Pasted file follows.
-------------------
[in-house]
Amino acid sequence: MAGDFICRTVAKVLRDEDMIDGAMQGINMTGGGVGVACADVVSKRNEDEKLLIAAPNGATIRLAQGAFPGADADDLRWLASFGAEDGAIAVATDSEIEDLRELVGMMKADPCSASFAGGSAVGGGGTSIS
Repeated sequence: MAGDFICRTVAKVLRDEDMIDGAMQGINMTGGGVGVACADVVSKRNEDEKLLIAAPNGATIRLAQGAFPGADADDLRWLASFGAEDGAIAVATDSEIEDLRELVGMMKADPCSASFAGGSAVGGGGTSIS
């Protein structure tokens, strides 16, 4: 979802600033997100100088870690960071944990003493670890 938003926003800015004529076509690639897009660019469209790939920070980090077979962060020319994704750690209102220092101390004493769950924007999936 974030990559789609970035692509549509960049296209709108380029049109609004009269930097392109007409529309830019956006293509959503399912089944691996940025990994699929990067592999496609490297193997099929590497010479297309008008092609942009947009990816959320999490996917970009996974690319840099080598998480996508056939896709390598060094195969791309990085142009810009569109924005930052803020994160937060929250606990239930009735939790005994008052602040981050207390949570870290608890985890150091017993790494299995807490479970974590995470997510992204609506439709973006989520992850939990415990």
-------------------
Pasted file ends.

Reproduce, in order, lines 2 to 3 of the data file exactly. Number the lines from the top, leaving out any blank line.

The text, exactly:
Amino acid sequence: MAGDFICRTVAKVLRDEDMIDGAMQGINMTGGGVGVACADVVSKRNEDEKLLIAAPNGATIRLAQGAFPGADADDLRWLASFGAEDGAIAVATDSEIEDLRELVGMMKADPCSASFAGGSAVGGGGTSIS
Repeated sequence: MAGDFICRTVAKVLRDEDMIDGAMQGINMTGGGVGVACADVVSKRNEDEKLLIAAPNGATIRLAQGAFPGADADDLRWLASFGAEDGAIAVATDSEIEDLRELVGMMKADPCSASFAGGSAVGGGGTSIS